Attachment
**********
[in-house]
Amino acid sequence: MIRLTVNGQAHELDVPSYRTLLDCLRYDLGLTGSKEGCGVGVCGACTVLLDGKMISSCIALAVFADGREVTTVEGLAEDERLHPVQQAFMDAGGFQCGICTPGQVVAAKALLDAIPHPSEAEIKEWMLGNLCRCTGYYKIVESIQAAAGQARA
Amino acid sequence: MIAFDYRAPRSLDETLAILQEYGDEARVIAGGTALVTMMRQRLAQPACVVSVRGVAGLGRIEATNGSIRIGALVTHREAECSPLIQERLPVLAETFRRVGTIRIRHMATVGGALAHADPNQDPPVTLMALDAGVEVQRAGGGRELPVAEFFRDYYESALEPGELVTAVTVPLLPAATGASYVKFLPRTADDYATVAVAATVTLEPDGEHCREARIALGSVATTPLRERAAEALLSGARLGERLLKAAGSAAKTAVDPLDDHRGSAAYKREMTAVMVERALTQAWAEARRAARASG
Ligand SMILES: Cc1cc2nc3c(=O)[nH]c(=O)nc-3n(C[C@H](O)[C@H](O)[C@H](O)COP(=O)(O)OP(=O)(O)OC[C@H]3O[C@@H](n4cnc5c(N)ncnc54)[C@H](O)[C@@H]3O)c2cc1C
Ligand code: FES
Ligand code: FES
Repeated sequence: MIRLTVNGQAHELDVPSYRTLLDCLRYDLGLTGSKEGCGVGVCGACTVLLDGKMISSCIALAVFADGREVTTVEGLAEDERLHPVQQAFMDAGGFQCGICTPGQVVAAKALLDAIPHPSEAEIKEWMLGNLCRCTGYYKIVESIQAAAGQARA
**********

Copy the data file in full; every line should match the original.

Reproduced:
[in-house]
Amino acid sequence: MIRLTVNGQAHELDVPSYRTLLDCLRYDLGLTGSKEGCGVGVCGACTVLLDGKMISSCIALAVFADGREVTTVEGLAEDERLHPVQQAFMDAGGFQCGICTPGQVVAAKALLDAIPHPSEAEIKEWMLGNLCRCTGYYKIVESIQAAAGQARA
Amino acid sequence: MIAFDYRAPRSLDETLAILQEYGDEARVIAGGTALVTMMRQRLAQPACVVSVRGVAGLGRIEATNGSIRIGALVTHREAECSPLIQERLPVLAETFRRVGTIRIRHMATVGGALAHADPNQDPPVTLMALDAGVEVQRAGGGRELPVAEFFRDYYESALEPGELVTAVTVPLLPAATGASYVKFLPRTADDYATVAVAATVTLEPDGEHCREARIALGSVATTPLRERAAEALLSGARLGERLLKAAGSAAKTAVDPLDDHRGSAAYKREMTAVMVERALTQAWAEARRAARASG
Ligand SMILES: Cc1cc2nc3c(=O)[nH]c(=O)nc-3n(C[C@H](O)[C@H](O)[C@H](O)COP(=O)(O)OP(=O)(O)OC[C@H]3O[C@@H](n4cnc5c(N)ncnc54)[C@H](O)[C@@H]3O)c2cc1C
Ligand code: FES
Ligand code: FES
Repeated sequence: MIRLTVNGQAHELDVPSYRTLLDCLRYDLGLTGSKEGCGVGVCGACTVLLDGKMISSCIALAVFADGREVTTVEGLAEDERLHPVQQAFMDAGGFQCGICTPGQVVAAKALLDAIPHPSEAEIKEWMLGNLCRCTGYYKIVESIQAAAGQARA